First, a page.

ONTARIO, OREGON — Police departments nationwide collect mountains of stuff — some valuable and some trash.
And they have to store all of it somewhere while the cases connected to the objects make their way through the court system.
Ontario Police Department has a newly remodeled evidence room that allows more space for processing evidence and better organization for storing it.
According to Ontario Police Chief Mark Alexander, the department had evidence stored in four different places throughout the city for many years. Several years ago, the department consolidated their evidence into one room at City Hall.
In 2013 a complete remodel of the space began, which included combining two rooms, giving them twice the space they originally occupied. The remodel included replacing the flooring, covering up exposed wires, and painting. Three air conditioners have also been added in order to keep the space cool in the summer and preserve the evidence.
A secure room for drugs and a separate one for guns has been added, with ventilation in the drug room and extra locks to ensure security.
The department also hired a part-time evidence technician in 2013, La Velle Cornwell, to organize and catalogue the evidence.
“So I’ve been here a year and a half and we’ve had to remodel both of these rooms,” Cornwell explained. “So we’ve moved [evidence around] to get them remodeled and painted and now all that’s done so now what I’m trying to do is figure out where to put things.”
Before Cornwell was brought on board, officers have had to process and store their own evidence as it comes in and things became chaotically stacked throughout the space.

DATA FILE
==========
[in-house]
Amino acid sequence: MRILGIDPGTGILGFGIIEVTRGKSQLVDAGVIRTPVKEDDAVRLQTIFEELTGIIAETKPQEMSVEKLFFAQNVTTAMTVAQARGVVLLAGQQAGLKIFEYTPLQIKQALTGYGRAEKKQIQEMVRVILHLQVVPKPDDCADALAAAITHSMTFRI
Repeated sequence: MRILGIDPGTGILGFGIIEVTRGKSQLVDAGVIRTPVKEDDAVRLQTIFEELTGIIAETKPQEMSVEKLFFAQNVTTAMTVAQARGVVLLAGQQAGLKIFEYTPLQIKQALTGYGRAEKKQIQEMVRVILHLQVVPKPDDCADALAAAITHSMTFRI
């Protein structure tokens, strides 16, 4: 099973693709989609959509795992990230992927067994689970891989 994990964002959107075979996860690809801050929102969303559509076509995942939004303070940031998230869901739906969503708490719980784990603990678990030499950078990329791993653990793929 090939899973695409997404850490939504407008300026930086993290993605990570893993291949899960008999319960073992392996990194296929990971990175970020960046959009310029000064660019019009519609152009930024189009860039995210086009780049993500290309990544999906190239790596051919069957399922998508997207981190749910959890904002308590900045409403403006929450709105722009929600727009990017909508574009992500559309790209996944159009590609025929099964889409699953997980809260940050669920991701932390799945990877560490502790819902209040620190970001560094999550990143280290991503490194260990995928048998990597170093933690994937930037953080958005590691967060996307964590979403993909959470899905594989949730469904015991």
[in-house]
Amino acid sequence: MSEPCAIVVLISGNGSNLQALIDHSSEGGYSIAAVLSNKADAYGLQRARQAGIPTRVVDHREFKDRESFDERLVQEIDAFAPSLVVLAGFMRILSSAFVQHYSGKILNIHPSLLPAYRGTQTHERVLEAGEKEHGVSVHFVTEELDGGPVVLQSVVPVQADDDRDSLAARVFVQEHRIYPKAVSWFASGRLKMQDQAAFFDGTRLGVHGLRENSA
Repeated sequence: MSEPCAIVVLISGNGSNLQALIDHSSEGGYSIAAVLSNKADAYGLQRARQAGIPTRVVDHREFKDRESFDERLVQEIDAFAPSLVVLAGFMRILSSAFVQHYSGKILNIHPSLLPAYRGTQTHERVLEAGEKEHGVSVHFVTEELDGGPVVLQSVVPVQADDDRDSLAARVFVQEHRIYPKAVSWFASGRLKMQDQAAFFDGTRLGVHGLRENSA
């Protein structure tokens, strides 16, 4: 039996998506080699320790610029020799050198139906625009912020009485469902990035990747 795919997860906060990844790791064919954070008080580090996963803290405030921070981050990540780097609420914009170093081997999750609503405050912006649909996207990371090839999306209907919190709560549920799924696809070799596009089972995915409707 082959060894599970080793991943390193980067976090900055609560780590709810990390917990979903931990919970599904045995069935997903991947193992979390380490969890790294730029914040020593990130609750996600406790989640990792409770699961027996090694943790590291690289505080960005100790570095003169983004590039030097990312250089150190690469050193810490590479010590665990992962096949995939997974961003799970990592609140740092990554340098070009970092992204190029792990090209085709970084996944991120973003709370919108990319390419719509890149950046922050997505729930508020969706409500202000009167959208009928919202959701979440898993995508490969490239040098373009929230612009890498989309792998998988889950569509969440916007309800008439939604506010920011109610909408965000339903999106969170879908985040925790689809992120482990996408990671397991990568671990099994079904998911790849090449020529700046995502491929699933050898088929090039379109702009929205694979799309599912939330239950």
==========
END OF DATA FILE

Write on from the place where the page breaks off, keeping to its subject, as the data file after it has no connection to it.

“There used to be a scanner out here, so if an officer is out here working and he gets called on a call, he’s got to go,” Cornwell explained. “I can see why it just filled up.”
Now that Cornwell has more space, she’s grouping evidence together by the length of time it must be kept by the department. In the very back of the room, Cornwell has stacked the evidence from murder, rape and other cases that must be kept for a long period of time.
“Evidence from murder cases has to be kept for 70 years,” Cornwell said.
Closer to the front gate is the found property and evidence that has been authorized to return to its owners. Cornwell keeps that on hand for easy access.
Looking forward, Cornwell said the department is planning on getting security cameras, which will provide a safety not only for the evidence, but also for Cornwell.
“If I’m ever accused of taking anything, they will be able to go back and watch the video,” Cornwell explained. “That’s one of the reasons we have all these security measures.”
A new scanner and barcode system is also being put in place for easier retrieval of evidence. Once the system is streamlined, Cornwell will be able to place barcodes on all the pieces of evidence. When she gets a request, she’ll be able to scan them and print out an inventory sheet within minutes.
“It’s a lot of work,” Cornwell said. “That’s all I do, that’s my job. I organize and just try to make sure that I know where everything is and that I can find it.”
Published February 12, 2015 in the Argus Observer.